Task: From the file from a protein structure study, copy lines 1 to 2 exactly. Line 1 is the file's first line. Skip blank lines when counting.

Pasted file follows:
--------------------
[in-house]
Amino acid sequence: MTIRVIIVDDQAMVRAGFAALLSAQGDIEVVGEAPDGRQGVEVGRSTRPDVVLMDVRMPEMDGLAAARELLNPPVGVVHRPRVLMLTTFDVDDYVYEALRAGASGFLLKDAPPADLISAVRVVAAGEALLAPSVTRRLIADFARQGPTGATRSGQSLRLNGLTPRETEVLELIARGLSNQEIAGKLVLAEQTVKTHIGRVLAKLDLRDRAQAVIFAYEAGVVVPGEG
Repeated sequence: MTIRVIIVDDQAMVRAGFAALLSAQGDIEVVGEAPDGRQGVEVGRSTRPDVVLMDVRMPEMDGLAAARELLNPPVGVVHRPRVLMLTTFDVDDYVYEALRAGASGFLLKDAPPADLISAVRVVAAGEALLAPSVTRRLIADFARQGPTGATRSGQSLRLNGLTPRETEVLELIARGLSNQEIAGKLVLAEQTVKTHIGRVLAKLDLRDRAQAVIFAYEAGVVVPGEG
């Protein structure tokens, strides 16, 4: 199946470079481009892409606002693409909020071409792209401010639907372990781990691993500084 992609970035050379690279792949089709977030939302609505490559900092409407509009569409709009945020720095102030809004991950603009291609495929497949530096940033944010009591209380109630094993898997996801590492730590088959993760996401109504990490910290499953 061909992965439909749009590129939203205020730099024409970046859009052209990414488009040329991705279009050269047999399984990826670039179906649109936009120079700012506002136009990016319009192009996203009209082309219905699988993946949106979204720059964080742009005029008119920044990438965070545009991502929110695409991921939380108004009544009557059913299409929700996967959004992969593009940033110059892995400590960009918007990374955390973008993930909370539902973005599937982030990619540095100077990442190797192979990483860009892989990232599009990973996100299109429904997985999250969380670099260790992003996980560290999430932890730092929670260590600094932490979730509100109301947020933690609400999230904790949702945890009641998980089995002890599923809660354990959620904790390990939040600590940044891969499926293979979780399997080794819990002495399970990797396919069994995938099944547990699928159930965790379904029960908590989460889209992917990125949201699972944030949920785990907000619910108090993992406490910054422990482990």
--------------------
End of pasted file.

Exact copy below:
[in-house]
Amino acid sequence: MTIRVIIVDDQAMVRAGFAALLSAQGDIEVVGEAPDGRQGVEVGRSTRPDVVLMDVRMPEMDGLAAARELLNPPVGVVHRPRVLMLTTFDVDDYVYEALRAGASGFLLKDAPPADLISAVRVVAAGEALLAPSVTRRLIADFARQGPTGATRSGQSLRLNGLTPRETEVLELIARGLSNQEIAGKLVLAEQTVKTHIGRVLAKLDLRDRAQAVIFAYEAGVVVPGEG